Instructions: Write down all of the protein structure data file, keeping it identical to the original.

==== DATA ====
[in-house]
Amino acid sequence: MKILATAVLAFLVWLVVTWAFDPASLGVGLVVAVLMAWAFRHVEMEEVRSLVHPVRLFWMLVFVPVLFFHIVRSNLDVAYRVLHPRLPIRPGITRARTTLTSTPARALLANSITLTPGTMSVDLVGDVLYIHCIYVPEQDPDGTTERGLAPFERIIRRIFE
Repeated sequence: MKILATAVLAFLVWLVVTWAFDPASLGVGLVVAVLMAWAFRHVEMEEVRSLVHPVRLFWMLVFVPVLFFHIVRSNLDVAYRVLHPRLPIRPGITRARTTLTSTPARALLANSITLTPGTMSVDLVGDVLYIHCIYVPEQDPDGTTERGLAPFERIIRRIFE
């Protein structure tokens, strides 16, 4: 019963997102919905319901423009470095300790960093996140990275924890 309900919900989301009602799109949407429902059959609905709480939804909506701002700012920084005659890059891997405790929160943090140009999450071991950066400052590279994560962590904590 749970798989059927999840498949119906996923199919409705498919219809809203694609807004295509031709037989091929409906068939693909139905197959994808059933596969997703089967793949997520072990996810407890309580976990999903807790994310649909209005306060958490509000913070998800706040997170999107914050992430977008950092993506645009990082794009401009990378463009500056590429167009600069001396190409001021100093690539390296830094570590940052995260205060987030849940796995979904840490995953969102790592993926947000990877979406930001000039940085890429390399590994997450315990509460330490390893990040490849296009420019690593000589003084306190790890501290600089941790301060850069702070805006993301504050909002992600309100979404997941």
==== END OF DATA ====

[in-house]
Amino acid sequence: MKILATAVLAFLVWLVVTWAFDPASLGVGLVVAVLMAWAFRHVEMEEVRSLVHPVRLFWMLVFVPVLFFHIVRSNLDVAYRVLHPRLPIRPGITRARTTLTSTPARALLANSITLTPGTMSVDLVGDVLYIHCIYVPEQDPDGTTERGLAPFERIIRRIFE
Repeated sequence: MKILATAVLAFLVWLVVTWAFDPASLGVGLVVAVLMAWAFRHVEMEEVRSLVHPVRLFWMLVFVPVLFFHIVRSNLDVAYRVLHPRLPIRPGITRARTTLTSTPARALLANSITLTPGTMSVDLVGDVLYIHCIYVPEQDPDGTTERGLAPFERIIRRIFE
């Protein structure tokens, strides 16, 4: 019963997102919905319901423009470095300790960093996140990275924890 309900919900989301009602799109949407429902059959609905709480939804909506701002700012920084005659890059891997405790929160943090140009999450071991950066400052590279994560962590904590 749970798989059927999840498949119906996923199919409705498919219809809203694609807004295509031709037989091929409906068939693909139905197959994808059933596969997703089967793949997520072990996810407890309580976990999903807790994310649909209005306060958490509000913070998800706040997170999107914050992430977008950092993506645009990082794009401009990378463009500056590429167009600069001396190409001021100093690539390296830094570590940052995260205060987030849940796995979904840490995953969102790592993926947000990877979406930001000039940085890429390399590994997450315990509460330490390893990040490849296009420019690593000589003084306190790890501290600089941790301060850069702070805006993301504050909002992600309100979404997941």